• 15. Hypersensitive to touch, taste or textures• The person might complain about discomfort caused by shirt tags or sock seams.• The person might be a picky eater preferring crunchy or soft foods.• The person may refuse to have their hair shampooed or brushed & may avoid messy activities.http://www.youtube.com/watch?v=ygWdA244v6I&feature=related
    • 16. Sensory overload
    • 17. Hyposensitive to touch, taste or textures• May crave ‘deep hugs’• Be unresponsive to cuts, bruises or injections.• Unaware of runny nose or dirty mouth.
    • 18. 3. Challenging behaviour• Refusing food• Staying awake all night• Continuous humming• Removing clothes in public• Flicking fingers• Head butting etc……“ of course what seems inappropriate toone person may seem perfectlyreasonable to someone else”
    • 19. Challenging behaviour“ To effectively communicate, wemust realise that we are alldifferent in the way we perceive theworld & use this understanding as aguide to our communication withothers”(Anthony Robbins)
    • 20. Temple Grandin
    • 21. 4.1 Structures - The TEACCH concept‘The primary aim of the TEACCH programme isto help to prepare people with autism to live orwork more effectively at home, at school and inthe community. Special emphasis is placed onhelping people with autism and their familieslive together more effectively by reducing orremoving autistic behaviours.
    • 22. The TEACCH concept• Improved adaptation: through the two strategies of improving skills by means of education and of modifying the environment to accommodate deficits.• Parent collaboration: parents work with professionals as co-therapists for their children so that techniques can be continued at home.• Assessment for individualised treatment: unique educational programmes are designed for all individuals on the basis of regular assessments of abilities.• Structured teaching: it has been found that children with autism benefit more from a structured educational environment than from free approaches.http://www.teacch.com/
    • 23. 4.2 Further information & resourcesWebsites:• http://www.autism.org.uk/• Social care institute for excellence http://www.scie.org.uk/• OASSIS http://www.oaasis.co.uk/• About Autism http://www.aboutautism.org.uk/• BILD http://www.bild.org.uk/• Research autism http://www.researchautism.net/pages/welcome/home.ikml• Autism Anglia: http://www.autism-anglia.org.uk/default.htm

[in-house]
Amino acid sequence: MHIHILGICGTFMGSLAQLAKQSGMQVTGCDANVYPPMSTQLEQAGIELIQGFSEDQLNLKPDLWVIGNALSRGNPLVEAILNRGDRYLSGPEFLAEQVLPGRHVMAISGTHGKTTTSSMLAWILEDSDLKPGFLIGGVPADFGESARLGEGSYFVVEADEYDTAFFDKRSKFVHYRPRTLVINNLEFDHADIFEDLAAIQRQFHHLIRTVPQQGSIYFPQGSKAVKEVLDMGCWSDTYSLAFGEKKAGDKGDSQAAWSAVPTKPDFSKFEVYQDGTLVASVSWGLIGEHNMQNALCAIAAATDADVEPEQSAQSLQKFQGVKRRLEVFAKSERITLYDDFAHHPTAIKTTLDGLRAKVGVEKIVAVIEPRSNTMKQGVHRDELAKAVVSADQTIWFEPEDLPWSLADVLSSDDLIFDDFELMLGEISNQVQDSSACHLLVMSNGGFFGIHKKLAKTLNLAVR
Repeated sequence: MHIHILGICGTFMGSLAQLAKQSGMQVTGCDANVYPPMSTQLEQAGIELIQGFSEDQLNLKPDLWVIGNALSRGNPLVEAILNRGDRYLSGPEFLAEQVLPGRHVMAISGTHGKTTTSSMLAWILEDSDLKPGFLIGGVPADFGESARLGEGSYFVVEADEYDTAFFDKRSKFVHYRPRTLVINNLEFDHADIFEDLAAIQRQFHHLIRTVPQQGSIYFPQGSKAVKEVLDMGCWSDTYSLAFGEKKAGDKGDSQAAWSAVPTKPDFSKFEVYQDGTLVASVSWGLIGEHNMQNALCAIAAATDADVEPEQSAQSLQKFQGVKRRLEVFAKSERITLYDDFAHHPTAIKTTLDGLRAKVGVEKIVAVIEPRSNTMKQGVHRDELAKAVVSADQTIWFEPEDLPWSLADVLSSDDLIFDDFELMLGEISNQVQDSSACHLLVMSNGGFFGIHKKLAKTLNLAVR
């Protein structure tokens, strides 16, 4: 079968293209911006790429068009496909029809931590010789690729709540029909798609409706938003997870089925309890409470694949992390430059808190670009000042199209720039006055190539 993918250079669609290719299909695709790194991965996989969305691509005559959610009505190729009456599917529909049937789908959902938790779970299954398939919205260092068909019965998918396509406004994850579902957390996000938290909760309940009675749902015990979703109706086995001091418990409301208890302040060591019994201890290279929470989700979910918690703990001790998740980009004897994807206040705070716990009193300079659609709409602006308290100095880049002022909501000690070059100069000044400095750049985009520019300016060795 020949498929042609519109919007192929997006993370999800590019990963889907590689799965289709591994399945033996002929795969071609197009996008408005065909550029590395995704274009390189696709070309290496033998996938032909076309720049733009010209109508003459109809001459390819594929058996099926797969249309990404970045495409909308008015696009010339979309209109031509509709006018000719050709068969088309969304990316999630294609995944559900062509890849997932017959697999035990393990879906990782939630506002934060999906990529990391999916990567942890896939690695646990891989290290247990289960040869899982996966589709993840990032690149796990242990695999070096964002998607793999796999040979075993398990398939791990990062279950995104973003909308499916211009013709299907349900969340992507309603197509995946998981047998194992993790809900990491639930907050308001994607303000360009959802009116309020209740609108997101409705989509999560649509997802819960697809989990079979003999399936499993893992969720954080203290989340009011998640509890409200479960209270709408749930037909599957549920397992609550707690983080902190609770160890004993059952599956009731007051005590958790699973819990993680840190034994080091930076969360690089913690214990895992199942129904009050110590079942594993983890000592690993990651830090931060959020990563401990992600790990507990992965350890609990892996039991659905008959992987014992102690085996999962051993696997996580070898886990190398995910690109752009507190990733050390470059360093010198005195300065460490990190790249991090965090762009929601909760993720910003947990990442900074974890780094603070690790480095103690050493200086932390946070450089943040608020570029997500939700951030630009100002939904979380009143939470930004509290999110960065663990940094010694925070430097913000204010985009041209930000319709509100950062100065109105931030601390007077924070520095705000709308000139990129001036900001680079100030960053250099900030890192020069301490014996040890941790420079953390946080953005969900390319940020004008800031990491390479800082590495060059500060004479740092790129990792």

• 24. National Autistic society Suffolk• Library• Advice & support• Newsletters
    • 25. Suffolk libraries
    • 26. Books
    • 27. 4.3 Person Centred• Consistency is key• Individualised• Personal• ‘Mum knows best’
    • 28. 4.5 Structuring the environment• Reduce possible sources of distraction & confusion• Remove where possible, potential triggers or temptations.• Provide permanent visual cues or reminders.
    • 29. 5.1 Communication – Non verbal could be……Use of pictures/symbolsHandshakeDrawingBody language/facial expressionsAppearance i.e. clothes/hairstyle‘flapping’Objects of referenceEmail/faxSmell/touch 34
    • 30. Verbal examples…TalkingShoutingLaughingCryingScreamingSingingHumming 35
    • 31. We have two ears and one mouth so that we can listen twice as much as we speak.” Epictetus Dont knock the weather; nine- tenths of the people couldnt start a conversation if it didnt change once in a while. Kin Hubbard"The most important thing incommunication is to hear what isntbeing said."Peter F. Drucker 36
    • 32. 5.4 Visual Communication Social Stories• Developed by Carol Gray in 1991• To assist people with ASD• To develop a greater social understanding• Social stories are short descriptive illustrations• Can depict an event or situation• Includes specific information about what to expect in that situation & why.
    • 33. 0ther Aids• PECS• Communication interactive boards• Communication cue Cards